Peroxidase activity in scutella of maize in association with anatomical changes during germination and grain storage.

Corona-Carrillo JI, Flores-Ponce M, Chávez-Nájera G, Díaz-Pontones DM - Springerplus (2014)

Diffusion through fibrous layer. Dry grains were perforated through the embryo or endosperm, and the diffusion of aqueous or ethanol dyes was assessed; a, grain without stain; b-e, diffusion of I2-KI; f-j, diffusion of Brilliant Green; b, grain without perforation; c, grain perforated through both compartments; d and f, perforation through embryo; e and g, perforation through endosperm; h and i, grains perforated through endosperm, and h, treated with acetone, or i, treated with chloroform; j, grains perforated through embryo and treated with acetone:chloroform. Abbreviations: WS, without stain; WP, without perforation; FP, full perforation; Emb ChP, embryo chamber perforation; End ChP, endosperm chamber perforation.
© Copyright Policy - open-access
Related In: Results  -  Collection

License
Show All Figures
getmorefigures.php?uid=PMC4128954&req=5

Fig2: Diffusion through fibrous layer. Dry grains were perforated through the embryo or endosperm, and the diffusion of aqueous or ethanol dyes was assessed; a, grain without stain; b-e, diffusion of I2-KI; f-j, diffusion of Brilliant Green; b, grain without perforation; c, grain perforated through both compartments; d and f, perforation through embryo; e and g, perforation through endosperm; h and i, grains perforated through endosperm, and h, treated with acetone, or i, treated with chloroform; j, grains perforated through embryo and treated with acetone:chloroform. Abbreviations: WS, without stain; WP, without perforation; FP, full perforation; Emb ChP, embryo chamber perforation; End ChP, endosperm chamber perforation.
Mentions: Under native conditions, a longitudinal cut of a dry grain of maize showed a yellow coloration in the pericarp, white in the endosperm, and pale yellow in the scutellum-embryonic axis (Figure 2a). This allowed for the visual contrast of regions during the assay and the examination of stain diffusion through the FL. In those grains where structural integrity was maintained, an external brown staining of the pericarp by I2-KI was evident without penetration of the dye, and the endosperm and embryo displayed their natural colors (Figure 2b). Perforation through the embryo or endosperm without causing damage to the FL enabled the diffusion of I2-KI or Brilliant Green, which stained either the embryo (Figure 2d, 2f) or the endosperm (Figure 2g) exclusively, depending on which of the two structures had been punctured. The diffusion speed of I2-KI in the endosperm was slower than that in the embryo, indicating a lower diffusion index. However, when the dye came into contact with the FL, it diffused preferentially, surrounding the FL through the endosperm without penetrating the embryo, indicating the existence of a barrier to diffusion between the two structures (Figure 2e). When the grains were perforated from the embryo through the FL, I2-KI diffused freely, staining the embryo and the endosperm (Figure 2c). Grains that were perforated from the endosperm and then treated with acetone (Figure 2h) or chloroform (Figure 2i) and those that were perforated from the embryonic chamber and treated with acetone:chloroform (Figure 2j) showed the free diffusion of Brilliant Green between the two organs, independent of the perforation site.Figure 2

Bottom Line: Due to its composition, the FL prevents free diffusion and separates the embryo from the endosperm during germination.During storage at high relative humidity levels, which leads to fast or slow deterioration depending on the temperature, the activity of phenol peroxidase in the scutellum was associated with a loss of vigor and reduced germination capacity when compared with low temperature and low relative humidity conditions.Such deterioration is associated with alterations in autofluorescent emissions from endogenous compounds in the scutellum, indicating changes in the microenvironment or in the differential proportions of epidermal and FL components.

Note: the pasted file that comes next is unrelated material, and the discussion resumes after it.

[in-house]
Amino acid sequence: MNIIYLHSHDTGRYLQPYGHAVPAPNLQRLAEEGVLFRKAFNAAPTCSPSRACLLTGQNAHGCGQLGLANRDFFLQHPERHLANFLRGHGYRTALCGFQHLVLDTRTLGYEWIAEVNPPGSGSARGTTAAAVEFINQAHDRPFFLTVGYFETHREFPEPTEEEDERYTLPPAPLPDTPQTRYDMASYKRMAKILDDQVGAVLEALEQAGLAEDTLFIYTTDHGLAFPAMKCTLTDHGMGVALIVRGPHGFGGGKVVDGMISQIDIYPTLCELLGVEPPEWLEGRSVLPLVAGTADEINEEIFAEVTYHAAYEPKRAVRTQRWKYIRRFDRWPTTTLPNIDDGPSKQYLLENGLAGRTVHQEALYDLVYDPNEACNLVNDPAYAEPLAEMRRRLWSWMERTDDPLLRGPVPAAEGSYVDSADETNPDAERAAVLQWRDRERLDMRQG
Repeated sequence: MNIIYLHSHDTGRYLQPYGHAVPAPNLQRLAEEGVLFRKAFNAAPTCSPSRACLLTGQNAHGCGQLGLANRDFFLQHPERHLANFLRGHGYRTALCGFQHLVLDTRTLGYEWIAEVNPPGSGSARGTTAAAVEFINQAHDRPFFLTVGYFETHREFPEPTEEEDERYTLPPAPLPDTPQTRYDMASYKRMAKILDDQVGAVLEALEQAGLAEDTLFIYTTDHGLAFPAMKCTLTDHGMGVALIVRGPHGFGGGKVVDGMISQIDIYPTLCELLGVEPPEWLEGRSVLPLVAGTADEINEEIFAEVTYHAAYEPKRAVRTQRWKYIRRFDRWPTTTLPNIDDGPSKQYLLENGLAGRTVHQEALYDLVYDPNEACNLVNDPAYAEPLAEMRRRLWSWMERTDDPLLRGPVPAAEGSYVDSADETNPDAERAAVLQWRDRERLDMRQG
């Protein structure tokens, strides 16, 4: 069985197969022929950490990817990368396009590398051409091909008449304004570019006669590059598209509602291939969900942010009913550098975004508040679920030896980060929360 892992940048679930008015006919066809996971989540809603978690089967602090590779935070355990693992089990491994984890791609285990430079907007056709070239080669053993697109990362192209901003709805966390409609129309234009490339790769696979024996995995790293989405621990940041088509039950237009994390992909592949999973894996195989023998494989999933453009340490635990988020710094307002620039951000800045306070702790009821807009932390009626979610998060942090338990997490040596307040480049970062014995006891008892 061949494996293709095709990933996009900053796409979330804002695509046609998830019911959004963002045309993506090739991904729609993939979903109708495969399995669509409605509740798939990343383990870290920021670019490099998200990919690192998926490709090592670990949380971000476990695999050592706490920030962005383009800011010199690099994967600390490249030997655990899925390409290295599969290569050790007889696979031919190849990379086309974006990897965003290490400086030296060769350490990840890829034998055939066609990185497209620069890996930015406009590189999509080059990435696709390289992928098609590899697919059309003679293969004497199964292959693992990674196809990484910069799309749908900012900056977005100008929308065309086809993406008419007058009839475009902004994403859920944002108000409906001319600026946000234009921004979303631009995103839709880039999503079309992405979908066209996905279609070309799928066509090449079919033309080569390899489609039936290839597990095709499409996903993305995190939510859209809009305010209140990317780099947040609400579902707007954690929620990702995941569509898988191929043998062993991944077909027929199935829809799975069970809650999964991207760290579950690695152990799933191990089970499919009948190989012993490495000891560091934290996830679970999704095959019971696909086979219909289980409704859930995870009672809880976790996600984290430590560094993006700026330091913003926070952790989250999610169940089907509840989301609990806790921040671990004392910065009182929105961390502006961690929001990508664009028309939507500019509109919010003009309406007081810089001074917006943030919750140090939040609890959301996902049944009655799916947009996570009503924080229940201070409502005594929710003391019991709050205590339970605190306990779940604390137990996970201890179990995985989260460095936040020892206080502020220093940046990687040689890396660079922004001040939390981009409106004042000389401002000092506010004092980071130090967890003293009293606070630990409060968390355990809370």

View Article: PubMed Central - PubMed

Affiliation: Department of Health Sciences, Division of Biological and Health Sciences, Laboratory for Tissue Biochemistry, Universidad Autónoma Metropolitana-Iztapalapa, Mexico City, Mexico ; Posgrado en Biología Experimental, Division of Biological and Health Sciences, Universidad Autónoma Metropolitana-Iztapalapa, Mexico City, Mexico.

ABSTRACT
The embryo of the maize grain (Zea mays L.) is separated from the starchy endosperm by a fibrous structure, which is called the fibrous layer (FL). Using histochemical staining, it was determined that the FL is composed of collapsed cellular layers that contain phenols, neutral lipids, and 1,3-β-glucan. Due to its composition, the FL prevents free diffusion and separates the embryo from the endosperm during germination. Twenty-four hours after imbibition, the scutellum epidermis initiated a series of asynchronous spatial modifications, including cell growth, the perforation of cell walls, increased peroxidase activity in the apoplastic space, and elevated levels of superoxide, phenols, and other components that interact with the fibrous layer, enabling its transformation in addition to the free flow between compartments. During storage at high relative humidity levels, which leads to fast or slow deterioration depending on the temperature, the activity of phenol peroxidase in the scutellum was associated with a loss of vigor and reduced germination capacity when compared with low temperature and low relative humidity conditions. Such deterioration is associated with alterations in autofluorescent emissions from endogenous compounds in the scutellum, indicating changes in the microenvironment or in the differential proportions of epidermal and FL components.

No MeSH data available.


Related in: MedlinePlus